Australian director Rohan Spong on his latest feature documentary Winter at Westbeth

Following its celebrated run at the Melbourne International Film Festival, the new Australian feature documentary Winter at Westbeth will screen in select cinemas around the country from next week. In anticipation of the release, we caught up with the film’s director Rohan Spong to talk about the project, which was filmed across one extraordinary year in New York City’s Westbeth Artists Housing.

How long have you been working in the film industry and in what capacity?

I’m an early career Australian film director and cinematographer primarily making documentary films. I’ve been making documentaries films since 2008 when I shot my first feature T is For Teacher (2009). I was living in Los Angeles at the time and took greyhound buses all over the States in order to tell the story of four transgender school teachers who had transitioned whilst working in American high schools.

My next film was All The Way Through Evening (2012) which was about music composed in New York amidst the early years of the HIV/AIDS pandemic and was screened theatrically here and in the US. Both it and Winter at Westbeth (2016) have been screened at the Library of Congress in Washington D.C. Even though the scale of my work is getting larger, and more people are working on the films behind the scenes, I still very much like to do the interviews one-on-one. A calling card of my work is probably the candid, confessional nature of the interviews because I shoot and record the sound myself.

There’s an intimacy with this kind of interview and people open up about the joys and tragedies of their lives in a way that they may not, had several people been on set.

Can you briefly describe the premise behind Winter at Westbeth?

Winter at Westbeth is a year in the life of three of the long terms residents of New York City’s Westbeth Artists Housing. The film profiles dancer-turned-filmmaker Edith Stephen (96), famed modern dancer Dudley Williams (75) and poet/playwrite Ilsa Gilbert (82). It’s very much a celebration of pursuing one’s dreams, regardless of your age.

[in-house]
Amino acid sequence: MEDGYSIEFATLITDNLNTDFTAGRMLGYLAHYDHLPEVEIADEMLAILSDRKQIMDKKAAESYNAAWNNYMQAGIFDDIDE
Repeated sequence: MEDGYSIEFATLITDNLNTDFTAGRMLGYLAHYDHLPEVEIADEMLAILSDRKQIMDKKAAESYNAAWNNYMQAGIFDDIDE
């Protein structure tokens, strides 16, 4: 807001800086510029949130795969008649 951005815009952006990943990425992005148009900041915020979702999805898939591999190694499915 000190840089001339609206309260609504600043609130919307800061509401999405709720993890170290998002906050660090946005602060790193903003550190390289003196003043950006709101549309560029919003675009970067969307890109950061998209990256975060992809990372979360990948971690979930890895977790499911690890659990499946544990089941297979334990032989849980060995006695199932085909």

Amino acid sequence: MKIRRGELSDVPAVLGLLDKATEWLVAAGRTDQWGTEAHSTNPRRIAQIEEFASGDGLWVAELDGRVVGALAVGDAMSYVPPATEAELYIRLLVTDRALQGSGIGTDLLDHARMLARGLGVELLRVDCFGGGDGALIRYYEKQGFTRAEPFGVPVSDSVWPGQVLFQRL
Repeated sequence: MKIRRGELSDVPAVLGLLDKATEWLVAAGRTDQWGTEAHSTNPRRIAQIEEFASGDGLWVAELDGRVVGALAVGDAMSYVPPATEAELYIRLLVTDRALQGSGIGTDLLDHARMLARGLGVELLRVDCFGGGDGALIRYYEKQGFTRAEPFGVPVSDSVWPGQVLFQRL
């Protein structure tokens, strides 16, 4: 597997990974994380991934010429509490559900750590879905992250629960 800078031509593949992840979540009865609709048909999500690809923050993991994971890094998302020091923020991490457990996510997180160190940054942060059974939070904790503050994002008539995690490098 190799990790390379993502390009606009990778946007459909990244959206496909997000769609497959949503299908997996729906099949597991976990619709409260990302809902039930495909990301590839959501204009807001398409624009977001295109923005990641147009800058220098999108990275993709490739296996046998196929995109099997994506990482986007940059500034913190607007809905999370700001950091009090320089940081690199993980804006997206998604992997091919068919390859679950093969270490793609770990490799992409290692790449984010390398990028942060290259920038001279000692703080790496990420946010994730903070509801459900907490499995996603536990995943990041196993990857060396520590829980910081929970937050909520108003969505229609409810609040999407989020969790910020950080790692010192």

Winter at Westbeth stars modern dancers, Edith Stephens and Dudley Williams. How did they come to be chosen for or involved in the documentary? 

Edith Stephen was keen to be involved in the film because she knew it meant that I would film her dancing and that she would be able to use the footage in her own work. It was something of a symbiotic relationship in that we both sort of cross pollinated each other’s films. When a 95 year old says that she’d “like to go into the garden and have a happening”, it’s pretty impossible to say no! That’s my dream day at the office!

Dudley Williams is really an icon of contemporary dance, and was very reclusive when I first arrived at Westbeth. He was reticent to do an interview until we had developed trust, so I spent a lot of time with him, filming his teaching, dancing, every day activities and talked to him off-camera about his amazing history. When he realised that I wasn’t interested in three neat soundbytes he was happy to be interviewed.

Part of the reason why I chose Ilsa Gilbert was because she was literally the first person I met from the building. Part of what you are chasing as a filmmaker is spontaneity and I thought that if I were to use narration, it might be nice for the audience to go behind the scenes a little and see what was involved with the narrator recording her role. I also love her poetry, which features briefly in the film. She writes in a vivid, direct manner that is easy to understand and empathise with, and her work deals with breast cancer, love, art and growing older. We had a lot of fun dreaming up strange new ways to record her voice.

Edith Stephen sounds like such an amazing and uncompromising character. What did you specifically learn from working with her? Can you tell us about your favourite moment or memory involving Edith?